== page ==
We know he can rebound in the NBA, but score consistently?
Last night Blake Griffin had what for him has become a common line in Oklahoma's win over Oklahoma State, a tight game billed as "Bedlam" even though the upper rings of Hank Iba Arena were mostly empty. Griffin had 26 points and 19 rebounds, a monster game by most standards, but a typical one by Griffin's. In fact, with plenty of games left in his season, Griffin is in elite company in recent history. With Oklahoma City GM Sam Presti courtside, we wondered while watching the same game, based on his typical splits, what kind of NBA player does Griffin project as?
That's because projecting scorers-rebounders from college to the NBA is always tricky. You have similar sounds coming from vastly different instruments.
For example, look at Griffin's company in this statistical realm. From ESPN Research, we know that Griffin has the most 20-point, 15-board games in the last 11 years. Tim Duncan had nine in '96-97, and Paul Millsap had nine in '05-06. Even while Millsap has improved his numbers this year in Utah, the chasm between he and Timmay is huge. But that's normal: it's always hard to project guys who are high scoring and rebounder combinations in college.
Duncan diversified his scoring portfolio in the pros.
A year before Duncan, another power forward dominated college hoops. Kurt Thomas averaged 28.9 points and 14.6 rebounds as a senior at TCU, leading the country in both categories. A longtime pro, he's averaged 9.4 ppg and 7.2 rpg in the NBA. Another player that piled up scoring and board totals recently was Kevin Durant. Durant, not three years ago, averaged 25.8 ppg and 11.1 rpg at Texas, numbers not light years away from Griffin's current 22.3 ppg and 14 rpg.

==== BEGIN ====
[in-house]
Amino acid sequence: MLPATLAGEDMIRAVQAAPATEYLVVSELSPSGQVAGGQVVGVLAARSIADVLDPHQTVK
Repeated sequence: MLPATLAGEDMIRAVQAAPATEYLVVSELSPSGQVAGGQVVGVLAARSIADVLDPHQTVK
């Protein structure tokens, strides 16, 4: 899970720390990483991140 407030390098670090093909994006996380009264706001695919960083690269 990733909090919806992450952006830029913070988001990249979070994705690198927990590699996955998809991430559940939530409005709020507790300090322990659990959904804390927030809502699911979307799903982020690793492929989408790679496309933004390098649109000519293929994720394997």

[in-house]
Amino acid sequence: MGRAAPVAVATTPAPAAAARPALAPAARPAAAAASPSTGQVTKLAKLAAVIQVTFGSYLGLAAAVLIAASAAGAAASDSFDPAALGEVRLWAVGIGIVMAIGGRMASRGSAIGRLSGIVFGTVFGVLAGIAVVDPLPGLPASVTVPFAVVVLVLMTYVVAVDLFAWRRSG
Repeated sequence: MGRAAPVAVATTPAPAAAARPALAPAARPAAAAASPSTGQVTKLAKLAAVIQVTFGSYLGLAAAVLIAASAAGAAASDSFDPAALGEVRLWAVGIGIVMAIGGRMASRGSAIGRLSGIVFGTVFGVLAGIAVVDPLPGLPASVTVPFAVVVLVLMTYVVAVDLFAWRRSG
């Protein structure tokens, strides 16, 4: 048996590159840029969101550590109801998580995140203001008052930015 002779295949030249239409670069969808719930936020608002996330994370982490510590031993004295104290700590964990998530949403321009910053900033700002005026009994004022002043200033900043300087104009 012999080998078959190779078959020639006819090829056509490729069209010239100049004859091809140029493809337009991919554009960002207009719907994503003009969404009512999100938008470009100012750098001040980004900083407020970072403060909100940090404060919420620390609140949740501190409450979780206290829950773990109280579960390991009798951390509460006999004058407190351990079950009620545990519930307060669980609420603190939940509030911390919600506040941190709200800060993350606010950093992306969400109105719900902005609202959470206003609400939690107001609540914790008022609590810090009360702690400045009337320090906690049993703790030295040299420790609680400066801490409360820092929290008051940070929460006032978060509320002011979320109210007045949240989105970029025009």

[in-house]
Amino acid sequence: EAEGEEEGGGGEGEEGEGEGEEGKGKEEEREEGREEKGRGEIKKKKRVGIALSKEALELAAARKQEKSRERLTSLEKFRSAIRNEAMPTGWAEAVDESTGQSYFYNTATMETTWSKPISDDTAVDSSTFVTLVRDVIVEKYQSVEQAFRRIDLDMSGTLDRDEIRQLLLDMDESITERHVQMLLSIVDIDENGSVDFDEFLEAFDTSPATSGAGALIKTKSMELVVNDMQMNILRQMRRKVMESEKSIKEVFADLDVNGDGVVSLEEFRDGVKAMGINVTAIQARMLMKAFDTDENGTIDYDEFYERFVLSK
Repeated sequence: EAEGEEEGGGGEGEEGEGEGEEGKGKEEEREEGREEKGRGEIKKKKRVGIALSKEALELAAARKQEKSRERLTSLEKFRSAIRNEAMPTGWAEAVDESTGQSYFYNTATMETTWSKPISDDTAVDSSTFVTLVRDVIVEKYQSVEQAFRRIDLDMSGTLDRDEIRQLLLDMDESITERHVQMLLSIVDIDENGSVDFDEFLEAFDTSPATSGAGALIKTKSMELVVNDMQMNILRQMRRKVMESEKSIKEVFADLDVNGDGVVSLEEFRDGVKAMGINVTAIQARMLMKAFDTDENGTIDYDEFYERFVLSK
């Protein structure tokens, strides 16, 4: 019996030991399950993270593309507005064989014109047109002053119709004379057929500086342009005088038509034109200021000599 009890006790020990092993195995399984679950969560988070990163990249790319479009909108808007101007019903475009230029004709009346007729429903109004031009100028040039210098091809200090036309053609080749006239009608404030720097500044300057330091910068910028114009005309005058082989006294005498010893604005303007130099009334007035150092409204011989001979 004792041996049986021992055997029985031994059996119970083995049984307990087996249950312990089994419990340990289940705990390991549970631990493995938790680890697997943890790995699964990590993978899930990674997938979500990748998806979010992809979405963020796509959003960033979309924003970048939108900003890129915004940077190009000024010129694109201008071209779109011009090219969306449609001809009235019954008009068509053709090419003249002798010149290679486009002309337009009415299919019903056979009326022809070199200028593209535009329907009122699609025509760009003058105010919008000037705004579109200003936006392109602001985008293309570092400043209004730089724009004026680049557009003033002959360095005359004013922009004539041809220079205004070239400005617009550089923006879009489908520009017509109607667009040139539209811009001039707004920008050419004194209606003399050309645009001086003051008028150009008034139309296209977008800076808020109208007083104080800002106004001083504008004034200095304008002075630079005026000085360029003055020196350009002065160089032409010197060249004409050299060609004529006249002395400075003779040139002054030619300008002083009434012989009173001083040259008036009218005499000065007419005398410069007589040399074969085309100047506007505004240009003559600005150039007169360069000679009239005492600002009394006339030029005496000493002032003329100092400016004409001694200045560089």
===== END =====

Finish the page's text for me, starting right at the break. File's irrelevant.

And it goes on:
We realize you hate the comparison. And yes, Hummers and Porsches can both hit 90 MPH, but that's the point: The NBA is a different kind of highway.
The distinction involves the different ways a guy can score the ball. Last night, Griffin shot a typically high percentage, knocking down nine of 10 shots, several of them dunks. He dominates the game around the rim, gets offensive rebounds and is good inside five or six feet. Compare that to Durant, who routinely pulled up for long three-point attempts even while he could shoot over people inside. Like Griffin, Millsap and Thomas were guys glued to the paint in college, and while Griffin shows some decent passing skills (like Duncan) and the occasional handle on the perimeter, his ability to score from outside the paint is a slowly developing trait. He's taken just six three-pointers all year, and his FT shooting needs work. He's shooting 60.8% this year.
What Griffin does have is incredible athleticism wrapped in an NBA-ready frame. Pro scouts will certainly have to wonder, however, as they project him, will his game develop because of that athleticism, or is his current appeal purely caused by it? In Durant, you knew physical play wasn't the cause of his college rebounding prowess, the dude was a stick. That was just height, knack and hunger.
Durant can already score 24.5 ppg in the NBA, his body still filling out. Even as a potential No. 1 pick, based on his limited range of scoring options, most might find it hard to imagine Griffin would ever score as much in the NBA as Durant already is. The NBA requires its scorers have range.
There's no question Griffin is gifted, but he's not yet an NBA-star guarantee.
Of course, if he plays next to Durant, he won't have to be.
If you're interested in moving images more than text, we've got a pretty sweet video with Blake Griffin right here.